Posts by: Lindsey Allard

ENGAGE18: The Engagement Only Continues

With ENGAGE18 complete, Eagle’s Head of Americas and Chief Client Officer Diane McLoughlin shares the highlights from this year’s client conference

Diane McLoughlin, Head of Americas and Chief Client Officer


Many of our competitors define themselves as a “single solution.” This used to be a point of pride or at least a pithy marketing pitch. In practice, though, it has become clear today that no one single vendor is going to solve all of the challenges facing our industry.

According to research conducted by WatersTechnology and highlighted in the white paper, “The Age of Agile Solutions”, more than 40% of asset managers use ten or more systems, and the majority require at least seven systems to support their front-, middle- and back-offices. Given the pace of change and specialized capabilities required in today’s dynamic landscape, the thought of a closed, monolithic system probably conjures integration headaches.

In contrast to a single-vendor approach, ENGAGE18 represented a celebration of Eagle’s collaborative, client-driven approach. On full display was Eagle’s next-generation open platform as well as our expansive—and rapidly growing—ecosystem of vendor alliances. During our second day keynote presentation, we even announced a new collaboration with Microsoft to deliver a next-generation multi-tenant data management platform on the Azure public cloud. Our event attracted over 575 attendees, including nearly 400 client attendees, representing more than 100 unique organizations that traveled to Boca Raton from five different continents.

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ENGAGE18 Q&A: Becoming a Data Visionary through Eagle Managed ServicesSM

Eagle’s Liz Blake, who will be speaking at ENGAGE18, highlights why forward-thinking asset managers are abandoning an “incremental” approach to data management


Q: Most asset managers have been affected by significant shifts that have occurred across the industry landscape, including the rotation into passive strategies and its impact on fees, the growing regulatory burden, and, of course, the pace of technological change. How have you seen firms deal with these challenges as it relates to their approach to data management?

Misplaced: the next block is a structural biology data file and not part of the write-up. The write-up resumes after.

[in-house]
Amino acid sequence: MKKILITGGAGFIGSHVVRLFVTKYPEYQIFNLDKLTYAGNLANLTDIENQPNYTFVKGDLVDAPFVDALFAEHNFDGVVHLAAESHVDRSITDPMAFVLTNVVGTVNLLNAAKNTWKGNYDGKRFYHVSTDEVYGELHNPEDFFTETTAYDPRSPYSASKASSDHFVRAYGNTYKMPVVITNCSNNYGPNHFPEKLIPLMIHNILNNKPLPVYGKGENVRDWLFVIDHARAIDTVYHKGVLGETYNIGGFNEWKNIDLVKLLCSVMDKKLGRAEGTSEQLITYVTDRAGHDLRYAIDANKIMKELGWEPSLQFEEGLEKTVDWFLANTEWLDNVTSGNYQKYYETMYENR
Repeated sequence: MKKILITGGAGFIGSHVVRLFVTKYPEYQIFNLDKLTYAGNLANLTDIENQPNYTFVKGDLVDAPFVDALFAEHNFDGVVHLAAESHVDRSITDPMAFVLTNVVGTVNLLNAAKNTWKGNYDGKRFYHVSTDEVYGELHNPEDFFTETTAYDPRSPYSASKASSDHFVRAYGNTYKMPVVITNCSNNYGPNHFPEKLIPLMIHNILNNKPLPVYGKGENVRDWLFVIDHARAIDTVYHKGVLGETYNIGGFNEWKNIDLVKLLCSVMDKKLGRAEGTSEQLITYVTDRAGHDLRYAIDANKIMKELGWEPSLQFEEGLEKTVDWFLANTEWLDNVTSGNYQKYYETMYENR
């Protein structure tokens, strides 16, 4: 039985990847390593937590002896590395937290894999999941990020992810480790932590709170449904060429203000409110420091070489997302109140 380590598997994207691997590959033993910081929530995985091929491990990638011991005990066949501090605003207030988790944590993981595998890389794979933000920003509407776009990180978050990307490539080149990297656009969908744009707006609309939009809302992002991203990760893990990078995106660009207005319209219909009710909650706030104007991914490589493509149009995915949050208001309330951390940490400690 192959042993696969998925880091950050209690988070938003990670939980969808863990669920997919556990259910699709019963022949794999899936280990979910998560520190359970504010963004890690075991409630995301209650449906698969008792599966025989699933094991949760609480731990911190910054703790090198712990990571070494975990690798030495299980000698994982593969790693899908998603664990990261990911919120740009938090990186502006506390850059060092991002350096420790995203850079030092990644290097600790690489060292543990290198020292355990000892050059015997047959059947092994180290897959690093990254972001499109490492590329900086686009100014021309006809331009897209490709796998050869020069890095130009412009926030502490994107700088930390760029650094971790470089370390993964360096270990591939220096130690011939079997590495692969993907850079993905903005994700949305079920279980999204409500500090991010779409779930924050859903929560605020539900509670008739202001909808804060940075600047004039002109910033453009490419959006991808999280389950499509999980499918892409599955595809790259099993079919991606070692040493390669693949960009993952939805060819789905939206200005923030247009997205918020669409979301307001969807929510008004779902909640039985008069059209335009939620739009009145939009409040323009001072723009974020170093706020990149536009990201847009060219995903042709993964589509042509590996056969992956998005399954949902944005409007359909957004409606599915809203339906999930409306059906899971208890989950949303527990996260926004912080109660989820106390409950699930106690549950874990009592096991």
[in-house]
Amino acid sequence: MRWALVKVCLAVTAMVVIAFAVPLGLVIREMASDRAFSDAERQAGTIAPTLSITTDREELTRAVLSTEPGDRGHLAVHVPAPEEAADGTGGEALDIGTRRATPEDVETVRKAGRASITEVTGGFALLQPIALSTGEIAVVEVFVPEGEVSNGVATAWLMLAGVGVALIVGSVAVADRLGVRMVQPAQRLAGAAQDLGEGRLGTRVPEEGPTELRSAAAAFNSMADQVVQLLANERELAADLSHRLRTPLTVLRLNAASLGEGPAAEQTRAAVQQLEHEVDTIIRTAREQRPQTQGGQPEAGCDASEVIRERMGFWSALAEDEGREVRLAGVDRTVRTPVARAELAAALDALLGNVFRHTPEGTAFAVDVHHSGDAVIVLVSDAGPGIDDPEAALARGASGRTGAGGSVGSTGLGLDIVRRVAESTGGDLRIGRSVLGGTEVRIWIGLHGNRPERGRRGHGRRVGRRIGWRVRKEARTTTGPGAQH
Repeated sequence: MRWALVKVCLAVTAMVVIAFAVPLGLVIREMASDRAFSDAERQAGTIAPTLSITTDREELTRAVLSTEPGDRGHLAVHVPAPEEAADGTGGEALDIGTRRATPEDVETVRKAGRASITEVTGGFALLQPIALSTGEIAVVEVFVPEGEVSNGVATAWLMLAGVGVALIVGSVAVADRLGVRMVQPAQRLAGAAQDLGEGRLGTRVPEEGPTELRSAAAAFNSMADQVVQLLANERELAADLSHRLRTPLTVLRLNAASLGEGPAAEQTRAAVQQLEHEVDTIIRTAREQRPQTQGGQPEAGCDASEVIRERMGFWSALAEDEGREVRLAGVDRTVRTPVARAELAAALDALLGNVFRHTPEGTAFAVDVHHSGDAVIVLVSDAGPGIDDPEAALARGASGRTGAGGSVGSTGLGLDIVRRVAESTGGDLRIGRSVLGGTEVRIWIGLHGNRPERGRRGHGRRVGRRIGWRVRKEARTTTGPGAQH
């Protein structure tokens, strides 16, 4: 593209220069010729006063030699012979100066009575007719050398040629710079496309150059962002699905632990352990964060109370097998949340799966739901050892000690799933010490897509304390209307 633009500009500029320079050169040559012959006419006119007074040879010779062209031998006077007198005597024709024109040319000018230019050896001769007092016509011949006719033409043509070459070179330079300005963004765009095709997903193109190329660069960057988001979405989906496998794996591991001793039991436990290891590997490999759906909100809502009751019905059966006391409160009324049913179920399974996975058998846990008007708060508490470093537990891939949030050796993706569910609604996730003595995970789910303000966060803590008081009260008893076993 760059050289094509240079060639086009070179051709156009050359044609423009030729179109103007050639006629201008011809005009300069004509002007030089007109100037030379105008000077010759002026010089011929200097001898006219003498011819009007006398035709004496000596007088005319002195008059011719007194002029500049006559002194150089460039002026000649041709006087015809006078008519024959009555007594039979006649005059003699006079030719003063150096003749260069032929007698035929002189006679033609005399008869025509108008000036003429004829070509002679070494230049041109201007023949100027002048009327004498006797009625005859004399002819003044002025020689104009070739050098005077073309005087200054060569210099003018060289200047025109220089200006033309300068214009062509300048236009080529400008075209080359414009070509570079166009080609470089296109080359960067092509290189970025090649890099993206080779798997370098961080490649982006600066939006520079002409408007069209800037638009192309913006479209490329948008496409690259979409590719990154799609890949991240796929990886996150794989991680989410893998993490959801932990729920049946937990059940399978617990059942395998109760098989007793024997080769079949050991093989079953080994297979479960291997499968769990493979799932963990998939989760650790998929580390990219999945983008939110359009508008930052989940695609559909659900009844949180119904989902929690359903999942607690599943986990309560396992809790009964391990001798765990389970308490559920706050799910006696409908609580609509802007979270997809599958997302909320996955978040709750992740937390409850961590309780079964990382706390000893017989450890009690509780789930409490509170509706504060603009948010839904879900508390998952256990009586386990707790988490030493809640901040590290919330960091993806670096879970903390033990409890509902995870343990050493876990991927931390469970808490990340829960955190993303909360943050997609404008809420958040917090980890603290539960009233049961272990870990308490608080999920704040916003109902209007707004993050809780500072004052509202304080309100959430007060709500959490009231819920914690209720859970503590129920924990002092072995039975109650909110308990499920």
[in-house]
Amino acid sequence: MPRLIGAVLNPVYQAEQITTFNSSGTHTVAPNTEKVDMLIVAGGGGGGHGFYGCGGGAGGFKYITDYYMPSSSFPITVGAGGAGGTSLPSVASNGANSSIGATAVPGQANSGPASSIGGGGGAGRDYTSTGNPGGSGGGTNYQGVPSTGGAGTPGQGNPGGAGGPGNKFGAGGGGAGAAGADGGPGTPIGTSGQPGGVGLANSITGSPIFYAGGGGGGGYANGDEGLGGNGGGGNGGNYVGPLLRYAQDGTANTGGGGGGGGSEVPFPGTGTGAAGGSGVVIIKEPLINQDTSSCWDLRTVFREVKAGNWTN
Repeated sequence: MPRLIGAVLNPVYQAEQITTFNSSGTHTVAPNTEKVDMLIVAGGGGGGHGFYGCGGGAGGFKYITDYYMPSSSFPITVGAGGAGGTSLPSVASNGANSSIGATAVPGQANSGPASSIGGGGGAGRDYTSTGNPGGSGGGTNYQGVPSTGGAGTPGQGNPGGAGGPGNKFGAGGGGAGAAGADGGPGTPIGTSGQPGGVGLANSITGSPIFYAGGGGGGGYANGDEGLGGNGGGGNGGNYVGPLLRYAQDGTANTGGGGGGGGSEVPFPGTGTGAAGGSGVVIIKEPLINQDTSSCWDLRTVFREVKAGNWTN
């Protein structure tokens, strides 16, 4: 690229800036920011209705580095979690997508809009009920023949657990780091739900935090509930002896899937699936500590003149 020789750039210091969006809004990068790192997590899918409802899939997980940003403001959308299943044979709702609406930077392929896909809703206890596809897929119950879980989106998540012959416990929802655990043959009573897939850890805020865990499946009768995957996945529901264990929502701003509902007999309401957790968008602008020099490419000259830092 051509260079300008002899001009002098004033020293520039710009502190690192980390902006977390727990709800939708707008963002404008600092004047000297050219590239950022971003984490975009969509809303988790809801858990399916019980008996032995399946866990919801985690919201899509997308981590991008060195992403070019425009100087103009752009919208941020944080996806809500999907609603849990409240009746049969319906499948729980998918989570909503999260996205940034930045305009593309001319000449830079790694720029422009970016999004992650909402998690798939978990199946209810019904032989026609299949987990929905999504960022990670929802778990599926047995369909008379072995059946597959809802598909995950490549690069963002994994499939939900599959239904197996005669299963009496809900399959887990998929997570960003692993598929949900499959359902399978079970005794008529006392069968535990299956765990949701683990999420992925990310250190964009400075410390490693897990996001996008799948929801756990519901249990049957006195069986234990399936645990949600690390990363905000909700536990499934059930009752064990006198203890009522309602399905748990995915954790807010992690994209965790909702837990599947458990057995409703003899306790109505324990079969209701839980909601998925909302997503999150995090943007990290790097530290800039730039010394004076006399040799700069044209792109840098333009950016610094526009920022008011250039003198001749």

A: Firms typically pursue one of two possible paths. You have the data “incrementalists,” who are focused on the immediate challenge and are not necessarily looking at the whole picture. They tend to be far more focused on the production and maintenance of data rather than analyzing it. Ultimately, this speaks to the amount of value that the broader organization receives from the data management function. Most financial organizations, before now, have resisted more comprehensive transformations because the evolving backdrop has created a moving target. But given the insatiable demand for data today—driven by growth in the volume, varieties and velocity of data—many organizations are at a point where they need to transform their data management function or fall behind. Otherwise, they may struggle to accommodate AUM growth, launch new products, or even expand into new markets. Organizations today can no longer solve the data explosion by simply adding bodies or by sticking new technology onto old systems. Taking a reactive, piecemeal approach may solve each challenge as it arises and can help delay big decisions, but it comes at the expense of adding more technology debt, creating a more complex operating model, and introducing greater operational risk.

Then you have the true data visionaries, who are willing to step back and reconsider how their organization is positioned to meet new challenges. Those who fit into this category recognize the consequences of poor data quality. And they’re willing to reimagine a more revolutionary, data-inspired operating model that goes beyond simply meeting an immediate need to materially enhance the value of desired outcomes.

Q: That’s interesting. So how do you characterize those firms that would be considered a data visionary?

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